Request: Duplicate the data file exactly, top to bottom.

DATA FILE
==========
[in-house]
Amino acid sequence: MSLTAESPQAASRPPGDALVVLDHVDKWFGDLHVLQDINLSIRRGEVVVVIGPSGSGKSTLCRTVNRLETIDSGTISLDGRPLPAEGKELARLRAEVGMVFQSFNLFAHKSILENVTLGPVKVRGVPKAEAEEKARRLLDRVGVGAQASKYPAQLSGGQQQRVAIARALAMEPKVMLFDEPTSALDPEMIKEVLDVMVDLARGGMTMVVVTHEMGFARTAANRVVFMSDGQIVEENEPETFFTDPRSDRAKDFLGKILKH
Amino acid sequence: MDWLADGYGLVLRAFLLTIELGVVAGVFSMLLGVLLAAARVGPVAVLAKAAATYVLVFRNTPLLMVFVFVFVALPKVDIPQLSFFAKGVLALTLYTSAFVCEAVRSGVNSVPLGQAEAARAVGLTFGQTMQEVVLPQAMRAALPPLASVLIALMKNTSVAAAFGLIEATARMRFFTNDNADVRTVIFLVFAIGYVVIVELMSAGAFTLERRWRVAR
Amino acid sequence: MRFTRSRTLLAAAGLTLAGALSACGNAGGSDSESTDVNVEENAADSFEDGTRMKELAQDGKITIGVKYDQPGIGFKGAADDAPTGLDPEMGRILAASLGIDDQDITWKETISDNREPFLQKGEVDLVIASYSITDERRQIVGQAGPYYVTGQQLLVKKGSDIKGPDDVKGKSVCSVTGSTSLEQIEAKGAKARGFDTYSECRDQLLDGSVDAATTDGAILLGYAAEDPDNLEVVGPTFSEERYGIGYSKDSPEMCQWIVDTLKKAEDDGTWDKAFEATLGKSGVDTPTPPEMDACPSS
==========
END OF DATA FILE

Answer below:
[in-house]
Amino acid sequence: MSLTAESPQAASRPPGDALVVLDHVDKWFGDLHVLQDINLSIRRGEVVVVIGPSGSGKSTLCRTVNRLETIDSGTISLDGRPLPAEGKELARLRAEVGMVFQSFNLFAHKSILENVTLGPVKVRGVPKAEAEEKARRLLDRVGVGAQASKYPAQLSGGQQQRVAIARALAMEPKVMLFDEPTSALDPEMIKEVLDVMVDLARGGMTMVVVTHEMGFARTAANRVVFMSDGQIVEENEPETFFTDPRSDRAKDFLGKILKH
Amino acid sequence: MDWLADGYGLVLRAFLLTIELGVVAGVFSMLLGVLLAAARVGPVAVLAKAAATYVLVFRNTPLLMVFVFVFVALPKVDIPQLSFFAKGVLALTLYTSAFVCEAVRSGVNSVPLGQAEAARAVGLTFGQTMQEVVLPQAMRAALPPLASVLIALMKNTSVAAAFGLIEATARMRFFTNDNADVRTVIFLVFAIGYVVIVELMSAGAFTLERRWRVAR
Amino acid sequence: MRFTRSRTLLAAAGLTLAGALSACGNAGGSDSESTDVNVEENAADSFEDGTRMKELAQDGKITIGVKYDQPGIGFKGAADDAPTGLDPEMGRILAASLGIDDQDITWKETISDNREPFLQKGEVDLVIASYSITDERRQIVGQAGPYYVTGQQLLVKKGSDIKGPDDVKGKSVCSVTGSTSLEQIEAKGAKARGFDTYSECRDQLLDGSVDAATTDGAILLGYAAEDPDNLEVVGPTFSEERYGIGYSKDSPEMCQWIVDTLKKAEDDGTWDKAFEATLGKSGVDTPTPPEMDACPSS